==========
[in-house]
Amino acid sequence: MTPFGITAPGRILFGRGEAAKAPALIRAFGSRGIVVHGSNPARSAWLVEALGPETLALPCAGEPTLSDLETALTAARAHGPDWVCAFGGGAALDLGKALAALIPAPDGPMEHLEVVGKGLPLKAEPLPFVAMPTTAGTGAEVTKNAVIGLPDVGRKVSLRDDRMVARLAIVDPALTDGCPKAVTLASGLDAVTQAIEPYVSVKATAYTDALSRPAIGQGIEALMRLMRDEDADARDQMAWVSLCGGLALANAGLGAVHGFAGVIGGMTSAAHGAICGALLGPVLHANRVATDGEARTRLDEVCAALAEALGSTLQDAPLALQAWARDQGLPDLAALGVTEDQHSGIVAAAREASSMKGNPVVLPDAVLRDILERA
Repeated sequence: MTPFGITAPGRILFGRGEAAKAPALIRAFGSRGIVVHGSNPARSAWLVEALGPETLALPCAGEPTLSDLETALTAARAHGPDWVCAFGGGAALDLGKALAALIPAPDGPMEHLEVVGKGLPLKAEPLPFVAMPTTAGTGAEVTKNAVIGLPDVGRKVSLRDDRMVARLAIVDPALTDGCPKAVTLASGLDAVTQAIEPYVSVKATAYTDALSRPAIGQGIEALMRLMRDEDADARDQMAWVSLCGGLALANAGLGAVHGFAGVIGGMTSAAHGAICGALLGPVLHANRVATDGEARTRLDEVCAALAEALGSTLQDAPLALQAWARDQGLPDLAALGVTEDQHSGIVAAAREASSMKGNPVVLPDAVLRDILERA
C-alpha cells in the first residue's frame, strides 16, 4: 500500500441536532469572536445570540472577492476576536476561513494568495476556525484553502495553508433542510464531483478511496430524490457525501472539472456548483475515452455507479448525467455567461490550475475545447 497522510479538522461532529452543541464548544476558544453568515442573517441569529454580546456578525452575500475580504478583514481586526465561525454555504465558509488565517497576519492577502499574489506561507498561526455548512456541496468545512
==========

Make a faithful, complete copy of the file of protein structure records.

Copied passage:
[in-house]
Amino acid sequence: MTPFGITAPGRILFGRGEAAKAPALIRAFGSRGIVVHGSNPARSAWLVEALGPETLALPCAGEPTLSDLETALTAARAHGPDWVCAFGGGAALDLGKALAALIPAPDGPMEHLEVVGKGLPLKAEPLPFVAMPTTAGTGAEVTKNAVIGLPDVGRKVSLRDDRMVARLAIVDPALTDGCPKAVTLASGLDAVTQAIEPYVSVKATAYTDALSRPAIGQGIEALMRLMRDEDADARDQMAWVSLCGGLALANAGLGAVHGFAGVIGGMTSAAHGAICGALLGPVLHANRVATDGEARTRLDEVCAALAEALGSTLQDAPLALQAWARDQGLPDLAALGVTEDQHSGIVAAAREASSMKGNPVVLPDAVLRDILERA
Repeated sequence: MTPFGITAPGRILFGRGEAAKAPALIRAFGSRGIVVHGSNPARSAWLVEALGPETLALPCAGEPTLSDLETALTAARAHGPDWVCAFGGGAALDLGKALAALIPAPDGPMEHLEVVGKGLPLKAEPLPFVAMPTTAGTGAEVTKNAVIGLPDVGRKVSLRDDRMVARLAIVDPALTDGCPKAVTLASGLDAVTQAIEPYVSVKATAYTDALSRPAIGQGIEALMRLMRDEDADARDQMAWVSLCGGLALANAGLGAVHGFAGVIGGMTSAAHGAICGALLGPVLHANRVATDGEARTRLDEVCAALAEALGSTLQDAPLALQAWARDQGLPDLAALGVTEDQHSGIVAAAREASSMKGNPVVLPDAVLRDILERA
C-alpha cells in the first residue's frame, strides 16, 4: 500500500441536532469572536445570540472577492476576536476561513494568495476556525484553502495553508433542510464531483478511496430524490457525501472539472456548483475515452455507479448525467455567461490550475475545447 497522510479538522461532529452543541464548544476558544453568515442573517441569529454580546456578525452575500475580504478583514481586526465561525454555504465558509488565517497576519492577502499574489506561507498561526455548512456541496468545512